Achieving a healthy pregnancy is a complicated, multi-stage process involving two people.
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Every month, the female ovulates one mature egg from one of her ovaries. This egg leaves the ovarian follicle and is ‘captured’ in the end of the Fallopian tube. Here, it will begin to move slowly down the tube towards the womb (uterus). However, for a pregnancy to develop it must first meet sperm from the male whilst it is still held in the Fallopian tube.
The sperm leave the man’s penis by ejaculation and are deposited in the vagina high up near the cervix (the opening to the womb). The sperm immediately begin swimming and some will find their way into the cervix.
The sperm then begin their long journey towards the egg. Leaving the cervix they enter the womb. Here, they swim towards the Fallopian tubes. The vagina and the womb are quite hostile environments for sperm, however, once the sperm reach the Fallopian tubes they are mainly free from the potential negative effects of the woman’s immune system. Only 1 in 14 million of the ejaculated sperm will reach the Fallopian tube, but once there the sperm should pick up chemical signals from the egg to help them find their way forward.
The sperm finally near the egg and push towards its shell (called the zona pellucida). Many sperm will bind to this shell, but only 1 sperm will be allowed to go all the way through to reach the egg inside.
Sperm can survive for a few days in the female reproductive system – hence a sperm ejaculated during intercourse on a Monday could fertilise an egg ovulated on the Tuesday or Wednesday!
Once the sperm has gained entry to the egg a complex chain of events occurs over a period of about 16 hours culminating in the sperm’s genetic material forming a structure called the ‘male pronucleus’ and the egg’s genetic material forming a ‘female pronucleus’. The male and female pronuclei move together to the centre of the egg and during IVF this can be seen down the microscope. The egg can now be called a fertilised embryo and would normally be at this stage 1 day after ovulation.
The following day after fertilisation the embryo’s genetic material should double then halve forming 2 identical cells all still within the shell. This doubling of genetic material and halving continues over the next 2 days until the embryo is around 8 cells.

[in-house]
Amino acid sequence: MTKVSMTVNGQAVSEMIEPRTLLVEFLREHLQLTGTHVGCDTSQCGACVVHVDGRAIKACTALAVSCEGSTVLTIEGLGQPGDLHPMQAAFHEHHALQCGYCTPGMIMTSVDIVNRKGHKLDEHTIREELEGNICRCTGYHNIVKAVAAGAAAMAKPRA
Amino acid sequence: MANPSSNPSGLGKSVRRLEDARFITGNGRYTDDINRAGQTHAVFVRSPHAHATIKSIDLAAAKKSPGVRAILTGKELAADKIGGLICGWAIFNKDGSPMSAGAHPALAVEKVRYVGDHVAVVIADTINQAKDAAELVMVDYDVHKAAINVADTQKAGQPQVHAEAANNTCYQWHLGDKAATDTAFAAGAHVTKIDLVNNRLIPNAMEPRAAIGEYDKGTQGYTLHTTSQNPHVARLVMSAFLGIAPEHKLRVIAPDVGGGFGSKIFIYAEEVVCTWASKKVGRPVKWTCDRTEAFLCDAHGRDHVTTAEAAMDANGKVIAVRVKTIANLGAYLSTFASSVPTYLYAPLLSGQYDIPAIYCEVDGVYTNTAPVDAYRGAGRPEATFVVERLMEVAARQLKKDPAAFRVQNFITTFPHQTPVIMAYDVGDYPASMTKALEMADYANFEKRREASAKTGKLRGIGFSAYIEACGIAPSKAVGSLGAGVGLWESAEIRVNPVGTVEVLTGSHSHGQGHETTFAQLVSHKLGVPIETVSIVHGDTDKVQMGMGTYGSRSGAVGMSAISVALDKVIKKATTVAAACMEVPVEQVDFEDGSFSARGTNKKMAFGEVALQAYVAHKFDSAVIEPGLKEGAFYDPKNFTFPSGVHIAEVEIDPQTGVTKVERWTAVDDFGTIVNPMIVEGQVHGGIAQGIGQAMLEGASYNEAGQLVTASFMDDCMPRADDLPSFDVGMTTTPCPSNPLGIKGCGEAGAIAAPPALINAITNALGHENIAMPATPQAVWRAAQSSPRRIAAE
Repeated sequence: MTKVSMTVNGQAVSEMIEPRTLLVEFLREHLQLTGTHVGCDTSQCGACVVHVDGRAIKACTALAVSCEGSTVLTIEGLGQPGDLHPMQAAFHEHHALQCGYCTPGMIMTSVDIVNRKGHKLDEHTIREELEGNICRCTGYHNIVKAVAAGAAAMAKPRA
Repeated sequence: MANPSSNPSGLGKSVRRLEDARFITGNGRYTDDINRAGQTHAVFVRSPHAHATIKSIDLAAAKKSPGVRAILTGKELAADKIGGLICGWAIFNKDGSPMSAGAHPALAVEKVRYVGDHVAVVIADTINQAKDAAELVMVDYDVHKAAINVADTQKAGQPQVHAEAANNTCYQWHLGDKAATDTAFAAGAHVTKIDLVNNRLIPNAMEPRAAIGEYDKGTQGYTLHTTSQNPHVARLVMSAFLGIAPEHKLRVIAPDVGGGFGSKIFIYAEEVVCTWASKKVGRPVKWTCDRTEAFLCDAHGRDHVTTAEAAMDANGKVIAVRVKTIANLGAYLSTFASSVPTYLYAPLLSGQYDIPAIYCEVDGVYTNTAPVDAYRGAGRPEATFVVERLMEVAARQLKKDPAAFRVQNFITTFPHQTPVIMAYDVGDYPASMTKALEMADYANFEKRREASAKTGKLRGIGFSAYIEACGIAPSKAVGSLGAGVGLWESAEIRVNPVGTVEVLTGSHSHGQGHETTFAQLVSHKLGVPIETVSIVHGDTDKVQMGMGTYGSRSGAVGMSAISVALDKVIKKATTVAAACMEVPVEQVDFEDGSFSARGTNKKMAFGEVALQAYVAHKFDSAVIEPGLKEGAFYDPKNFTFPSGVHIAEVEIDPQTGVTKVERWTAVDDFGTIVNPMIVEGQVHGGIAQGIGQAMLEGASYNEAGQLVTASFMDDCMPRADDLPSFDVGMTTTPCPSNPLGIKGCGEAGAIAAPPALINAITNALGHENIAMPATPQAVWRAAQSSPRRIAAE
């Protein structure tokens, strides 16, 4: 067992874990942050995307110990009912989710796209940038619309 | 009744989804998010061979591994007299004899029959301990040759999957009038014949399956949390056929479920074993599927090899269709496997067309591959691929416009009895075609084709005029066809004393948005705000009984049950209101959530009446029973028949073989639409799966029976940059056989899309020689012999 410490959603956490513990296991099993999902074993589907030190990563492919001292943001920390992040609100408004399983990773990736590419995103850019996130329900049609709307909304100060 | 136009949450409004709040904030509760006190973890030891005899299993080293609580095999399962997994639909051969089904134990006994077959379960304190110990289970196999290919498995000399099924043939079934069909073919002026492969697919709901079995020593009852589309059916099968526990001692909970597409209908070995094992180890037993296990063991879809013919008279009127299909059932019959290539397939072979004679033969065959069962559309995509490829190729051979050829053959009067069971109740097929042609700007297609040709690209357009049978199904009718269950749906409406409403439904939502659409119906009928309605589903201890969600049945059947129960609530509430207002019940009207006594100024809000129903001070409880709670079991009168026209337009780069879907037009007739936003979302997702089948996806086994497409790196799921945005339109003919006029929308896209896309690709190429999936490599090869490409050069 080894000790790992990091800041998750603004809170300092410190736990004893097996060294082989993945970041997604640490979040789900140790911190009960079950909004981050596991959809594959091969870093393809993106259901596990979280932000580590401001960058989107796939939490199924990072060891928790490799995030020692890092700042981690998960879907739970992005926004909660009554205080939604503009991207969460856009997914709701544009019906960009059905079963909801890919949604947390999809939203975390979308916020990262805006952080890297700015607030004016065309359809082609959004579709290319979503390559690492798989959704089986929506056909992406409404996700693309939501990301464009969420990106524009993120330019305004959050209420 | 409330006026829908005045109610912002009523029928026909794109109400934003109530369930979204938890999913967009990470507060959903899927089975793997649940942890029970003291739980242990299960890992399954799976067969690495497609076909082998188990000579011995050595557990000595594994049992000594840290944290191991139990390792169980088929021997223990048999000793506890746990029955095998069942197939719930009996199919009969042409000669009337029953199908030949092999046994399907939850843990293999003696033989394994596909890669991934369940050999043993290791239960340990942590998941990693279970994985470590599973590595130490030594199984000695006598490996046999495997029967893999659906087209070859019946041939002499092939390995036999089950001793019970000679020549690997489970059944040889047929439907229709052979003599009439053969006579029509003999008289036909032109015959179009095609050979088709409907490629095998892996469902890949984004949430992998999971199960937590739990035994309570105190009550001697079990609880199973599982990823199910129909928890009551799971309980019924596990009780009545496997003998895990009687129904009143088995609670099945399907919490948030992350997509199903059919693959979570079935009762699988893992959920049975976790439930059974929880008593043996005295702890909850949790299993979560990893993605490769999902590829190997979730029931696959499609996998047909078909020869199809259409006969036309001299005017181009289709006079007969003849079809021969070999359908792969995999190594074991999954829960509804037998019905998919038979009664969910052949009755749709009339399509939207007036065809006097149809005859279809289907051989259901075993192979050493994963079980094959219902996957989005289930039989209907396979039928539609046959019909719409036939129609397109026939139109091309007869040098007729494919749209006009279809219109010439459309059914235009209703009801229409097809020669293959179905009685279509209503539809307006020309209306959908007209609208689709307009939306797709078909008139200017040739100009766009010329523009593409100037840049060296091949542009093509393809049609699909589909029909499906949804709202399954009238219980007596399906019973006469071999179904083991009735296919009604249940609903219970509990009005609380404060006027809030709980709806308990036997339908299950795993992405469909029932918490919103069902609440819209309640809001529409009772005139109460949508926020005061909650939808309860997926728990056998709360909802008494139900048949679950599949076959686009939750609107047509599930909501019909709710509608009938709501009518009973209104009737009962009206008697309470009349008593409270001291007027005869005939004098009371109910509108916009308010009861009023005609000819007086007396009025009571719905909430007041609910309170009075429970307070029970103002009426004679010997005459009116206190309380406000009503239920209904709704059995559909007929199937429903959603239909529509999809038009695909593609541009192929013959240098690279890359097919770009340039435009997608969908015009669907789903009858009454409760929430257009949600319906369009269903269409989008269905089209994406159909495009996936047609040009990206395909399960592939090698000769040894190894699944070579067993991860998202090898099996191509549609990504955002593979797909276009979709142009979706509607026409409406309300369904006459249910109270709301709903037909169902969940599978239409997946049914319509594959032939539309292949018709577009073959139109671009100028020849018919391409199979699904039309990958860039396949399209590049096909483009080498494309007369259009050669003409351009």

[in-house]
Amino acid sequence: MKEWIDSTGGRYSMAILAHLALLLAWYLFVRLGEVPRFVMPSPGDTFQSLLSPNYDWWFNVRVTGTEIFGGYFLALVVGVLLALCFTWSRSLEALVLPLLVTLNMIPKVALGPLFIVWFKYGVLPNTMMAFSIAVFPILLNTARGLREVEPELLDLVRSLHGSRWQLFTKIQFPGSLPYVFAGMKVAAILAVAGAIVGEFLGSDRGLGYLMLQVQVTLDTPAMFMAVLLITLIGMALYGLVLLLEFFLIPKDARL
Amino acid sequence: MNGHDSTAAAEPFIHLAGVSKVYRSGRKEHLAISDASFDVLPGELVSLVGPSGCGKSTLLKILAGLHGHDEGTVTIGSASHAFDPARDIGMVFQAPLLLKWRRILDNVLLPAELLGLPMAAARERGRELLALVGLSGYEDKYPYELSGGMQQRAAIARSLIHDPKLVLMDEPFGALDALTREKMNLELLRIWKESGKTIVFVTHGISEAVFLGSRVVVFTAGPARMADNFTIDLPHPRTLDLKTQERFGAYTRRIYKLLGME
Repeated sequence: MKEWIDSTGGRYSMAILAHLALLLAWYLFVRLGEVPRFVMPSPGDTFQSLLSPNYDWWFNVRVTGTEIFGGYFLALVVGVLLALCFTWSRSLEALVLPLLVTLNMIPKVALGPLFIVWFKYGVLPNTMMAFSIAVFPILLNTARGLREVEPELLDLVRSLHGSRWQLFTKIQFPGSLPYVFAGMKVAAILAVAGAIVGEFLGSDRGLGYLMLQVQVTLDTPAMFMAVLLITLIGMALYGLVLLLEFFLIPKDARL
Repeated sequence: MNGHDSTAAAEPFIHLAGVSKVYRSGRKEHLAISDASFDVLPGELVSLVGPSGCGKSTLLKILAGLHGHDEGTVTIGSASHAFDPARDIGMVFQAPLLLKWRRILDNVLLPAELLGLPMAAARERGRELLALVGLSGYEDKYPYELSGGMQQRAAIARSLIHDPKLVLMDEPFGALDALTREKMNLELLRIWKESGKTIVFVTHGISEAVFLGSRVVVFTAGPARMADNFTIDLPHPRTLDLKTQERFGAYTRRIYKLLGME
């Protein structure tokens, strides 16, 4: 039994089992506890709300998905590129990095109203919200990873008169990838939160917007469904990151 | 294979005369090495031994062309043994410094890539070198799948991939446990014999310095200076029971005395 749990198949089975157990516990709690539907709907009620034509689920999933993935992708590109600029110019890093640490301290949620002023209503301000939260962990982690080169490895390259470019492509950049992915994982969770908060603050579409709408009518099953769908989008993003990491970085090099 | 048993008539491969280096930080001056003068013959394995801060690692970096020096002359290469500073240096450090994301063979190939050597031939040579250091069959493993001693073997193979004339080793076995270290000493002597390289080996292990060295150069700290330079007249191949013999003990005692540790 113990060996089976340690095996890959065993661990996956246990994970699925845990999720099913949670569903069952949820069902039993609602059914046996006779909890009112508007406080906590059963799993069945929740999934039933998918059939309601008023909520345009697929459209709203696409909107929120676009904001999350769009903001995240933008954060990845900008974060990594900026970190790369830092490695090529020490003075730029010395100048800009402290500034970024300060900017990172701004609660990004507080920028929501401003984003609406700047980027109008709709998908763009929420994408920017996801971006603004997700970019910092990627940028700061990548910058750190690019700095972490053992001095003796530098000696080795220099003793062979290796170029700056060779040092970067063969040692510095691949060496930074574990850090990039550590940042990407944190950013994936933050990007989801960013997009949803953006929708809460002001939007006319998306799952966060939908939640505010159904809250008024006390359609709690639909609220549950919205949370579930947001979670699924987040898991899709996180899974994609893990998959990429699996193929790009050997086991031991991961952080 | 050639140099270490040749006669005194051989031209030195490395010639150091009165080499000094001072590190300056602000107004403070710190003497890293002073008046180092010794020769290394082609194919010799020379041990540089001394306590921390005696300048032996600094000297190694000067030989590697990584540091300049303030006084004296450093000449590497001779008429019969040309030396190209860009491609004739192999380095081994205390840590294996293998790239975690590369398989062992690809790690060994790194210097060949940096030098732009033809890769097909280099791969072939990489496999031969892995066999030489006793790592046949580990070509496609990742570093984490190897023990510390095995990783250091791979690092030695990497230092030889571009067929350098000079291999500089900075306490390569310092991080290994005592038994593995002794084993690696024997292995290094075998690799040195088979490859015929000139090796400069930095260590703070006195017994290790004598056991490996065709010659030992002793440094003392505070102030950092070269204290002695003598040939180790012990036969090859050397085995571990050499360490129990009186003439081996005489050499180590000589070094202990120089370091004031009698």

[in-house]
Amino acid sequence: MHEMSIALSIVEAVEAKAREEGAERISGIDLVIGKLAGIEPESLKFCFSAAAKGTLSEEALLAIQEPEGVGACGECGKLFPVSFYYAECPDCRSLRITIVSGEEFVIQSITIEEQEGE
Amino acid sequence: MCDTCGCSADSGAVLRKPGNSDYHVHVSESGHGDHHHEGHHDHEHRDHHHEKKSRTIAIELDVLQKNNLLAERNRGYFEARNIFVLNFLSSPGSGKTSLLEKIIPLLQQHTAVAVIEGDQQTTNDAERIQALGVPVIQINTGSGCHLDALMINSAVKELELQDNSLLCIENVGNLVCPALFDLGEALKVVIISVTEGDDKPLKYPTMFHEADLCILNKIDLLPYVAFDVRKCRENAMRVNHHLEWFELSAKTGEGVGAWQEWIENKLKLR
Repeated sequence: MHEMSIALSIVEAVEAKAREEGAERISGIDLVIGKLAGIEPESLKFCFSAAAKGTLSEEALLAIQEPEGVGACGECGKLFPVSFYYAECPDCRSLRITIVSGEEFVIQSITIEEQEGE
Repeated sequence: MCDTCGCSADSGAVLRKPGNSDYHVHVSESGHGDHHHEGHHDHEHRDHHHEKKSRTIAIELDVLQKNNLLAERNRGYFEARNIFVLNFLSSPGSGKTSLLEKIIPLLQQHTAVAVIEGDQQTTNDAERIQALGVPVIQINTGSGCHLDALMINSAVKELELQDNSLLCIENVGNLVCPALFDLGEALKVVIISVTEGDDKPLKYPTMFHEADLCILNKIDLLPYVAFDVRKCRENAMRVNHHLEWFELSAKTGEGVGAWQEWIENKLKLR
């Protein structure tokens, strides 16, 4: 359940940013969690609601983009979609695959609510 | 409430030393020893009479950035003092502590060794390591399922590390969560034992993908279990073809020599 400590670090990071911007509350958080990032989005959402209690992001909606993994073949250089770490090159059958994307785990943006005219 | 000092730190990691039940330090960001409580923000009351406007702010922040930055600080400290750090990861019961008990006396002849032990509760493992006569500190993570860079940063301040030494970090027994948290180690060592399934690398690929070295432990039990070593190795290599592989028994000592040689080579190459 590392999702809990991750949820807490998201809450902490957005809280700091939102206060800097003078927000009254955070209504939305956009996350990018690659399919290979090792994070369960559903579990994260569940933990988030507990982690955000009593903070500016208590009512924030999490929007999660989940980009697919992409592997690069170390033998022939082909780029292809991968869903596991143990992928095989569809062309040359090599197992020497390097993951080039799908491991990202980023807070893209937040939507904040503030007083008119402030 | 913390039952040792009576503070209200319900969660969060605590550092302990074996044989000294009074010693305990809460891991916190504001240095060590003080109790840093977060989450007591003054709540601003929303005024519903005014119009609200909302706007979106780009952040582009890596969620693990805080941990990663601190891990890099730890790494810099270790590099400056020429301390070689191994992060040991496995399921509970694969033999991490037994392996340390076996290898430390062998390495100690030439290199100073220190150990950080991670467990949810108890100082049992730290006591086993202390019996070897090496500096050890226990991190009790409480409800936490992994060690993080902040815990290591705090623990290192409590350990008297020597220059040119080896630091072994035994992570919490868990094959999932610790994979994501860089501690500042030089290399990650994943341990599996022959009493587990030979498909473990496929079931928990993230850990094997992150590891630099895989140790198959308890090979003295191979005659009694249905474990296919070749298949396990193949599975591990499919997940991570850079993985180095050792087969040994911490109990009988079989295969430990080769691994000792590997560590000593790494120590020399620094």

At 8 cells the embryo continues to keep dividing to make more cells, but now the cells become very tightly bound and start to communicate with each other.
Around day 4 to 6 after fertilisation the blastocyst stage of the embryo begins. Fluid starts to fill inside the embryo making a small cavity. The outer cells begin to form a wall and the inner cells form a ball - this will become the future baby.
All this time the embryo has been rolling down the Fallopian tube, but at the blastocyst stage the embryo enters the womb. Over the next few days it will hatch out of its shell and begin to bury into the wall of the womb. It will grow and eventually form blood vessel connections with the mother. This stage of connecting with the womb wall is called ‘implantation’ and is another critical stage in achieving a pregnancy.
At this point the embryo is sending out chemicals into the mother’s blood stream, and from about 2 weeks from fertilisation the chemicals have reached a level which will be picked up by a pregnancy test.
The embryo must then continue to grow and develop the different types of cells and structures necessary to become a baby. The process of conception has occurred and the woman can now say she is ‘pregnant’.
The above demonstrates just some of the many complicated steps that must occur to become pregnant. Not only must the woman ovulate a mature egg and the man produce sufficient swimming sperm; but the sperm must reach the egg; the egg must change its structure to become a fertilised embryo; the genetic material of the embryo must be correct; the embryo must divide correctly until it forms a blastocyst; and the blastocyst must implant in the womb without being rejected. It’s no surprise that some people experience problems with getting pregnant!
Human sperm seen under a microscope.
A human egg surrounded by cumulus cells. Having provided support for the egg during its growth in the follicle, this matrix must now be effectively penetrated by sperm for fertilisation to occur.
Sperm binds to the surface of a human egg. Only one will be permitted to fuse with its inner membrane and give rise to an embryo.
Successful fertilisation results in the formation of a zygote. Two circles inside the cell contain the DNA from each parent. Fusion of these creates a genetically new embryo.
Embryo at the early blastocyst stage (day five of development).
During the process of hatching, which occurs at around day 6 of development, the embryo emerges from the rigid shell in which it has been encased.
The embryo at approximately six weeks from conception has a heartbeat.
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